Mike Tilling, Arts Correspondent
Opera North’s Parsifal: An Achievement Of Considerable Grandeur
Toby Spence as Parsifal. All photos by Clive Barda
Whether an opera lover or not, you probably have an opinion about Richard Wagner.
Wasn’t he the favourite composer of Adolf Hitler?
Yes he was.
Wasn’t he that paranoid anti-Semite?
Yes he was.
Didn’t critics in his own time describe his music as ‘immoral’, ‘poisonous’ and ‘degenerate’?
Yes they did.
However, wasn’t he also one of the greatest musical theorists of the European tradition?
Yes he was.
Didn’t he design and build his own theatre for the staging of his works, one that still operates today?
Yes he did.
Didn’t he generate so much devotion among his fans that some commentators have labelled it ‘Wagnerolatry’.
Yes, they have.
A man of contradictions then, and those contradictions make him a fascinating figure.
Opera North’s production, thankfully, makes no attempt to give Parsifal
contemporary ‘relevance.’ I suspect this is largely because Wagner set his work in a land of myth and legend, deliberately eschewing any contemporary reference points. His aim was to tell universal truths that do not inhabit any specific time or place.
In this respect, Director Sam Brown got it absolutely right. The themes shine through the music, the singing and the acting with no need for any ego driven interventions from a director. Despite being a semi-staged production, such intelligent use was made of the space in the theatre auditorium that is felt like a fully mounted experience.
Parsifal draws on the legend of The Holy Grail. It is guarded and worshipped by a cadre of knights under their King. However, the King has been wounded by an evil sorcerer and the land of The Grail is damaged. What is needed is a holy fool who will redeem the land a free the King from his affliction – enter Parsifal.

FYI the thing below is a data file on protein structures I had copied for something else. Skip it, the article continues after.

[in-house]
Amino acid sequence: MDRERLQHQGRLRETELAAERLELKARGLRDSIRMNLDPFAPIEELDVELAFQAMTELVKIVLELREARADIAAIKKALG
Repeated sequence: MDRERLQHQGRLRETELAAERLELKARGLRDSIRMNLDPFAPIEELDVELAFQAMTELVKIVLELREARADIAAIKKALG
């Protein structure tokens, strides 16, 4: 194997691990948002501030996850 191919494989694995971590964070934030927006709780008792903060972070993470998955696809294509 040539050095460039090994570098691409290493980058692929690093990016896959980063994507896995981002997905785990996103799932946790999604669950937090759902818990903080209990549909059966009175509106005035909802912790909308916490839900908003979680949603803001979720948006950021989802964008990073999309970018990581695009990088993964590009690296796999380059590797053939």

The cast assembled by Opera North is a splendid one.
It is difficult to pick out a few outstanding performers among so many, but Toby Spence as the eponymous hero looked and sang just as Wagner might have wished. He moves from the naive youth of the early scenes to the commanding redeemer of the last, effecting appropriate physical changes on the way. Applause for him at the curtain was strangely muted. He deserved better.
Katarina Karnéus as Kundry
Katarina Karneus also has a tricky artistic odyssey. She has to arrive onstage as though instantly transported from another realm; provide Parsifal with news of his mother; tempt the hero to engage sexually and then be the bearer of the actual Grail. The transformations are difficult to follow (as are other aspects of the narrative) but her agile soprano voice illuminated Wagner’s score.
Stephen Richardson as Titurel
However, it would be negligent to overlook the most important character in the whole opera.
Wagner’s early theories dictated that every element in a staging should play an equal role. But by the time he reached this, his last opera, he had come round to the view that only music could penetrate to an audience’s innermost core and should play the starring role.
In Opera North favourite, conductor Richard Farnes, we had the perfect guide to the twisting paths and obscure byways of the score. And what a feat of concentration and endurance from the orchestra who were on stage and playing for a total of four hours.
Opera North’s Parsifal is an achievement of considerable grandeur.
Parsifal is at Leeds Grand Theatre until 10th June, then touring to Manchester, Nottingham, Gateshead and London.